Here’s a new book from Rodney Tolley Conference Director of Walk21 and Paul Tranter Honorary Associate Professor in Geography at UNSW in Canberra Australia.
Called Slow Cities: Conquering our speed addiction for health and sustainability this book provides a well documented reference on how we got to value and weigh transportation networks around vehicles, and what we need to do to change the paradigm.
“Slow Cities demonstrates, counterintuitively, that reducing the speed of travel within cities saves time for people and creates more sustainable, liveable, prosperous and healthy environments. By ‘slowing the city’ we mean both reducing the speed of existing motorised transport as well as encouraging a mode shift to the supposedly ‘slower’ modes of walking, cycling and public transport.
The book begins by outlining how speed came to have such a dominant impact on the way we plan, design and operate cities, even though the supposed advantages of speed are largely illusory when they are carefully assessed.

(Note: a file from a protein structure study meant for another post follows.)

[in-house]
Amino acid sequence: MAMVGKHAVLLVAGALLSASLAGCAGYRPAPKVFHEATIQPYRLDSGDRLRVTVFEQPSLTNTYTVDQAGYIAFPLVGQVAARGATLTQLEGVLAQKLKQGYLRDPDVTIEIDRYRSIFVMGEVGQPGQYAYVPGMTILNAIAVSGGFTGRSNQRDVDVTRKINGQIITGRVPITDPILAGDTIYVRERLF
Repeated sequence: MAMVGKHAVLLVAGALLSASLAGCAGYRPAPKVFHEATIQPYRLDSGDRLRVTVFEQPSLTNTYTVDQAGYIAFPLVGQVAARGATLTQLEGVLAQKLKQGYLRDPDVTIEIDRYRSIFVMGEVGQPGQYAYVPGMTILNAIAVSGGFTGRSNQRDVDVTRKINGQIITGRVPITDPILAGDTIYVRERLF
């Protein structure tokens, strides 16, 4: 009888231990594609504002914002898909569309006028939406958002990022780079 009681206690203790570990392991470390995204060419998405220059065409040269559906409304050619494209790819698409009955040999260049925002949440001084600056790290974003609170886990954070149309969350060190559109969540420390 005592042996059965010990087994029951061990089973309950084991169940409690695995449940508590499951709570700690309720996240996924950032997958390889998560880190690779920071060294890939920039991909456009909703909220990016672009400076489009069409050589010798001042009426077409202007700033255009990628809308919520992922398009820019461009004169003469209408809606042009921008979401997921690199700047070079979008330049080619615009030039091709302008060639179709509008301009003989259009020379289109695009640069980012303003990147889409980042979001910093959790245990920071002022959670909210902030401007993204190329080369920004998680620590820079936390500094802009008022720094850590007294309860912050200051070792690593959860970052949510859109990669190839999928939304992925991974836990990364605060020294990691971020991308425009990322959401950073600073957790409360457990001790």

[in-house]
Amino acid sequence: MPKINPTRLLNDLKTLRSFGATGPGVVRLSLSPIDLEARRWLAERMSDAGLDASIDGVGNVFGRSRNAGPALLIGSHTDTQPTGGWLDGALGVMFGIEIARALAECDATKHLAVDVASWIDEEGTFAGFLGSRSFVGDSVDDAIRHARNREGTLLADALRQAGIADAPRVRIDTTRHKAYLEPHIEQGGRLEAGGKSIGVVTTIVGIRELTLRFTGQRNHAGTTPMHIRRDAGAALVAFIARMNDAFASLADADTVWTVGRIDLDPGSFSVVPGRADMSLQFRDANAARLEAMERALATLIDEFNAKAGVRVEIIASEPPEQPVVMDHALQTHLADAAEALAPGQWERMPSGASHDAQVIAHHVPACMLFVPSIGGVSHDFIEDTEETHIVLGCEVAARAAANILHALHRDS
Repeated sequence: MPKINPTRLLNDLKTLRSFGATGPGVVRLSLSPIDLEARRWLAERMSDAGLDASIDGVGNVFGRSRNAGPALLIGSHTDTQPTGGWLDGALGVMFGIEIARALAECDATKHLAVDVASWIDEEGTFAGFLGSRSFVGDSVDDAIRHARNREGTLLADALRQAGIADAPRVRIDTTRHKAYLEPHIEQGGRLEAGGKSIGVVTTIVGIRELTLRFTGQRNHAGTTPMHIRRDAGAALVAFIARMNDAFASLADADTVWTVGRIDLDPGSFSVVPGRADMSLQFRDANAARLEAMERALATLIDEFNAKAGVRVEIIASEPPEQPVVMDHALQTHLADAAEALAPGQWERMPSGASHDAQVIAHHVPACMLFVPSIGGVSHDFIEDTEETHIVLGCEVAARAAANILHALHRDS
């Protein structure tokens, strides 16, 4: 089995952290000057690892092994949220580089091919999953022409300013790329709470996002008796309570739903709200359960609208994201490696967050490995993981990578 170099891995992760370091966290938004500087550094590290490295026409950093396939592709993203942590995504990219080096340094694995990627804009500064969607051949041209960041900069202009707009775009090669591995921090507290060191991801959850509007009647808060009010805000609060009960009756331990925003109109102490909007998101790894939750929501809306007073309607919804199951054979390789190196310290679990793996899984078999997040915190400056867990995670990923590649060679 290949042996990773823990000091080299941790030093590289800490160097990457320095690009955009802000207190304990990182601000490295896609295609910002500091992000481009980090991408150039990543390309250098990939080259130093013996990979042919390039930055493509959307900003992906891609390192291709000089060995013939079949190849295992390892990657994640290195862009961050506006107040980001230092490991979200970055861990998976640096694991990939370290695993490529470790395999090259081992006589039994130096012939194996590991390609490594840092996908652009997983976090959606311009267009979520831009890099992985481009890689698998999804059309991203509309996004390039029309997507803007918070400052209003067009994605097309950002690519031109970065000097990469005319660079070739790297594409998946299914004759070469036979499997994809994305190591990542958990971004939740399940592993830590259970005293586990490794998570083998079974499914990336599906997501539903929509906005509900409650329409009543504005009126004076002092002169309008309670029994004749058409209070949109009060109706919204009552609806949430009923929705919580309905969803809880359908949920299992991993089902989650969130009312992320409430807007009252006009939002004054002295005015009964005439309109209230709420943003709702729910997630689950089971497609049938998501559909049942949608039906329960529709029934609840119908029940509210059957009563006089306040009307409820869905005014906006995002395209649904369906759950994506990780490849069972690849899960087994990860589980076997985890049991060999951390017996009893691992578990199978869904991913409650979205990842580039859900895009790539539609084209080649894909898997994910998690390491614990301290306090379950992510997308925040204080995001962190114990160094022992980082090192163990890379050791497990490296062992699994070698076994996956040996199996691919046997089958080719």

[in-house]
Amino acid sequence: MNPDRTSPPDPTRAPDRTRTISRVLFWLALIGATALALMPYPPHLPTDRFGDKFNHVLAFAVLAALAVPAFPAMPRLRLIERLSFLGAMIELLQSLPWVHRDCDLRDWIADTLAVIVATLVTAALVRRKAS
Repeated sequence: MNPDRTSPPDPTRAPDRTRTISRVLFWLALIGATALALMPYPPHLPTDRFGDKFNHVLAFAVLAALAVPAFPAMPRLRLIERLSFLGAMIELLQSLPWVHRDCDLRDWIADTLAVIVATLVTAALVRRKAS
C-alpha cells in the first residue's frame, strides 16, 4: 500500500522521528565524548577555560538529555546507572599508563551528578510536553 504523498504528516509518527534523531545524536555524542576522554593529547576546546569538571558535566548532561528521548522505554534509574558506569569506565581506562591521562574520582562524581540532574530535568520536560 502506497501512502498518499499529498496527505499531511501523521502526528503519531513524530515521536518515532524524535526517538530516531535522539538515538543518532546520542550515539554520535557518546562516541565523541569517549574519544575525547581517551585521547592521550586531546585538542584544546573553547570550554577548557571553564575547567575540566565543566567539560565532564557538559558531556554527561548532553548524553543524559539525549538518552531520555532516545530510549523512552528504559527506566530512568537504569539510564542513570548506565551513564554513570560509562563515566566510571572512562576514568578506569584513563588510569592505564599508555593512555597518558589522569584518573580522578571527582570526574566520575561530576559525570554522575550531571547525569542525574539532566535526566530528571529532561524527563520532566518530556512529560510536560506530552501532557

We explain that instead of providing advantages, speed can steal our time, our money and our health and we outline policies, strategies, tactics and behavioural interventions that can be employed to create healthier ‘slow cities’.
The final chapter presents a ‘Manifesto for 21st Century Slow Cities’ and an afterword explains the critical relevance of such cities in a world transformed by the COVID-19 crisis. We hope that this book will help revolutionise how we think about speed and health, and inspire fundamental change in how we plan and design for how we move and live in cities.”